The pretty shoes with the rhinestones that matched the tiara were on layaway. Not that he thought he would wear them, even when he could afford them. Even around the bedroom. Certainly not with the tiara. He would just like to sort of have them, and put them in a nice box with some tissue paper and a sachet, and maybe occasionally take them out and think about wearing them. Just academically.
Academically with a low-cut, black cocktail dress and some fishnets.
Barnaby turned on Sanaam, who had been approaching to intervene. “You haven’t brought home one single ounce of ice cream have you? Damn Sagittarius!” He wheeled and stormed up the stairs.
Sanaam looked vaguely guilty. They had been collectively sick of ice cream and it hadn’t occurred to him that people at the house might want some. Besides, if he came home with ice cream, his wife might suspect…
As soon as Barnaby’s stairs disappeared into the ceiling, Milo unfroze and ran up to his room to change into something more sociable.
Erik walked into the kitchen to get away from the yelling and check for his uncle. Mordecai was standing in front of the pantry with a hand to his mouth and doing a pre-dinner inventory of things that looked like food and what he could make out of them.
Hyacinth was leaning over the kitchen table with her doctor bag and putting stitches in a doll’s arm. Erik recognized the little dark-haired girl, Kelly, and waved shyly. She nodded to him, but she didn’t smile. She was more concerned over the health of her doll, “Will it scar?”
Hyacinth only had black thread and the doll had been made from a printed flour sack, so not only was it going to ‘scar,’ it was going to be pretty darn obvious. She could’ve done better with metal, but that would’ve set the poor thing on fire. “Scars make people interesting,” she said. “You can tell everyone stories about how brave she was.”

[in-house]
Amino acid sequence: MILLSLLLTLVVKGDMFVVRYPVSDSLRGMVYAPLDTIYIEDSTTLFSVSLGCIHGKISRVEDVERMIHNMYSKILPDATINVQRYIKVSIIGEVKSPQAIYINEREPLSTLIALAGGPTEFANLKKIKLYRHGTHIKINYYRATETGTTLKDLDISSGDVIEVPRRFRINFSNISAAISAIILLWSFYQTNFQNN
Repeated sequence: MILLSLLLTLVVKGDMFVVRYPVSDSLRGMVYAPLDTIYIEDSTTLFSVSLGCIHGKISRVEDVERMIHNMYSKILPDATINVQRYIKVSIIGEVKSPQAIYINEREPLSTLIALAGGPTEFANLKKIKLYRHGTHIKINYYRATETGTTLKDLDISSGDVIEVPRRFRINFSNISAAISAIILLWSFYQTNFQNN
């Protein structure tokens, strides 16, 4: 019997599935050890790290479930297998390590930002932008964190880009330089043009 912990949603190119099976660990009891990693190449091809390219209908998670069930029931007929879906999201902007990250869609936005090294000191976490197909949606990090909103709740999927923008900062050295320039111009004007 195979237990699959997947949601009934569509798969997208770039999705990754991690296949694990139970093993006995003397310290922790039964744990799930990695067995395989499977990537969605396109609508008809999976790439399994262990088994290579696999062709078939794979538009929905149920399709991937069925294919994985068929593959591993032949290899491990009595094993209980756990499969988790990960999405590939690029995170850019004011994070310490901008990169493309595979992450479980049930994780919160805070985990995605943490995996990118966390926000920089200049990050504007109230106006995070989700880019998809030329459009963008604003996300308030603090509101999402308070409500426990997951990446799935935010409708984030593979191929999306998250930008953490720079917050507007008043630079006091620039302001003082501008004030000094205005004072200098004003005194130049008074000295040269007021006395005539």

“She fought a tiger,” Kelly said, nodding gravely.
“I guess she’ll be more careful next time,” Hyacinth said. She knotted the thread and snipped it. “What do you think? Is she okay to go home?” The neighborhood toys were also subject to phantom fevers. There was a cardboard box in one of the kitchen cabinets labeled ‘QUARANTINE.’ Erik had a soldier in there at the moment. Flu, or maybe something really horrible like anathema, he hadn’t decided yet.
“I think a bandage,” Kelly said.
Hyacinth applied one.
“Wanna stay and play?” Erik asked her.
“Can she ride the elephant?”
Erik sighed. Sometimes he thought people were only interested in him for his elephant. It was pretty awesome though, with the spangles and everything. “Yeah, I guess,” he said.
They set up in Room 102, downstairs, with the door and the drapes open for light. Maggie joined them and contributed her spite doll to the scenario. (“We’re hunting a tiger? Let’s curse it!”)
Sanaam went upstairs in search of his wife and Ann came down to see if anyone needed shopping. Eventually, both of them ended up on the floor of Room 102 with the toys as well. The cavalry had been called in by this point, and the tiger was commanding its own armed forces, in a tactical deployment that matched the pattern of the oriental rug. Sanaam’s explanation of how tigers were hunted from elephant-back with a howdah also got crayons involved.
Kelly left reluctantly in time to get home for dinner, with her mended doll and a couple fantastical drawings of rakshasa.
Dinner, on Erik and Maggie’s part, consisted of a lot of pushing things around to make it look like they were eating. The General appeared suspicious but did not remark. Mordecai looked irritated, “Sanaam…”
“We did not eat sugar the whole time, did we, children?” the man prompted them.
“Nope!” Maggie said.
“Marsupials have babies the size of a jelly bean,” Erik said. “They keep them in pockets.” He liked to picture a wombat in overalls, which had lots of pockets for the babies.
“Birthday-related sugar?” the General said.
Sanaam smiled. “Of course not, sir. Spur-of-the-moment sugar. I am notoriously free-spirited.”
Erik and Maggie didn’t even want dessert. Erik was too full and Maggie thought it would be tactically unwise.
After the dishes had been cleared, the General commandeered the kitchen table for the completion of her crossword puzzle. She did it in pencil, but only because it was impossible to keep pens in Hyacinth’s house.
Before departing for the cot in the basement, Maggie selected a book from the shelf downstairs and requested a bedtime story from her father. Both Erik and Sanaam blinked at this. Maggie had been doing her own bedtime stories for ages.
“I guess that would be fun,” Erik said.
Maggie frowned at him. “No, just me,” she said.